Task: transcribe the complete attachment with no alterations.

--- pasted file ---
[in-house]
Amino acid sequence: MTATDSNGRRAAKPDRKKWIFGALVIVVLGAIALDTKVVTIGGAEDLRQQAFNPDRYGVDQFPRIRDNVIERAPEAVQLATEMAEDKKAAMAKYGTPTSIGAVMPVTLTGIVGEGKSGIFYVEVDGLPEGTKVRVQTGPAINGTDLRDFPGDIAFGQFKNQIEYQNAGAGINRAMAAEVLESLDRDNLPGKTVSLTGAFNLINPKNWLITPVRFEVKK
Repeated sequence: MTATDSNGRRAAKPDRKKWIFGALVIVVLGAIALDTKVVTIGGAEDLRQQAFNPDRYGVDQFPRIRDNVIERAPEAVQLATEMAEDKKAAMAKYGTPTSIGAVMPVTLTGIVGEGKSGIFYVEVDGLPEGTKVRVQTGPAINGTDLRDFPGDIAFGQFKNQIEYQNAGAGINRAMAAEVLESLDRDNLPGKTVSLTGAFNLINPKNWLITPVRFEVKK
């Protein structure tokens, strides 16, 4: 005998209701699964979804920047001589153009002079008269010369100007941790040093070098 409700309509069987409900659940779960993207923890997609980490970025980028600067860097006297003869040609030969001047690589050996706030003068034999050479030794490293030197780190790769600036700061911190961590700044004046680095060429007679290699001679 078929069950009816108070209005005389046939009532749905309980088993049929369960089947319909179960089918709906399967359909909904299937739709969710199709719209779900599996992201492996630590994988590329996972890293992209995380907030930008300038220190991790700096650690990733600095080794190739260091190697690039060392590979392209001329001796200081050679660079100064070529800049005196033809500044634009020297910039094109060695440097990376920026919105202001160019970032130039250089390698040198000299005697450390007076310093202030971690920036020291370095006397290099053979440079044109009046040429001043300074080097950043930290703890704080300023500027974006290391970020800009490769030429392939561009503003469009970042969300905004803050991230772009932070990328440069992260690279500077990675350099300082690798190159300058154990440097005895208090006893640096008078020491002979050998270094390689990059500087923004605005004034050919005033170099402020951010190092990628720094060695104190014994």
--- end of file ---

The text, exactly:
[in-house]
Amino acid sequence: MTATDSNGRRAAKPDRKKWIFGALVIVVLGAIALDTKVVTIGGAEDLRQQAFNPDRYGVDQFPRIRDNVIERAPEAVQLATEMAEDKKAAMAKYGTPTSIGAVMPVTLTGIVGEGKSGIFYVEVDGLPEGTKVRVQTGPAINGTDLRDFPGDIAFGQFKNQIEYQNAGAGINRAMAAEVLESLDRDNLPGKTVSLTGAFNLINPKNWLITPVRFEVKK
Repeated sequence: MTATDSNGRRAAKPDRKKWIFGALVIVVLGAIALDTKVVTIGGAEDLRQQAFNPDRYGVDQFPRIRDNVIERAPEAVQLATEMAEDKKAAMAKYGTPTSIGAVMPVTLTGIVGEGKSGIFYVEVDGLPEGTKVRVQTGPAINGTDLRDFPGDIAFGQFKNQIEYQNAGAGINRAMAAEVLESLDRDNLPGKTVSLTGAFNLINPKNWLITPVRFEVKK
């Protein structure tokens, strides 16, 4: 005998209701699964979804920047001589153009002079008269010369100007941790040093070098 409700309509069987409900659940779960993207923890997609980490970025980028600067860097006297003869040609030969001047690589050996706030003068034999050479030794490293030197780190790769600036700061911190961590700044004046680095060429007679290699001679 078929069950009816108070209005005389046939009532749905309980088993049929369960089947319909179960089918709906399967359909909904299937739709969710199709719209779900599996992201492996630590994988590329996972890293992209995380907030930008300038220190991790700096650690990733600095080794190739260091190697690039060392590979392209001329001796200081050679660079100064070529800049005196033809500044634009020297910039094109060695440097990376920026919105202001160019970032130039250089390698040198000299005697450390007076310093202030971690920036020291370095006397290099053979440079044109009046040429001043300074080097950043930290703890704080300023500027974006290391970020800009490769030429392939561009503003469009970042969300905004803050991230772009932070990328440069992260690279500077990675350099300082690798190159300058154990440097005895208090006893640096008078020491002979050998270094390689990059500087923004605005004034050919005033170099402020951010190092990628720094060695104190014994």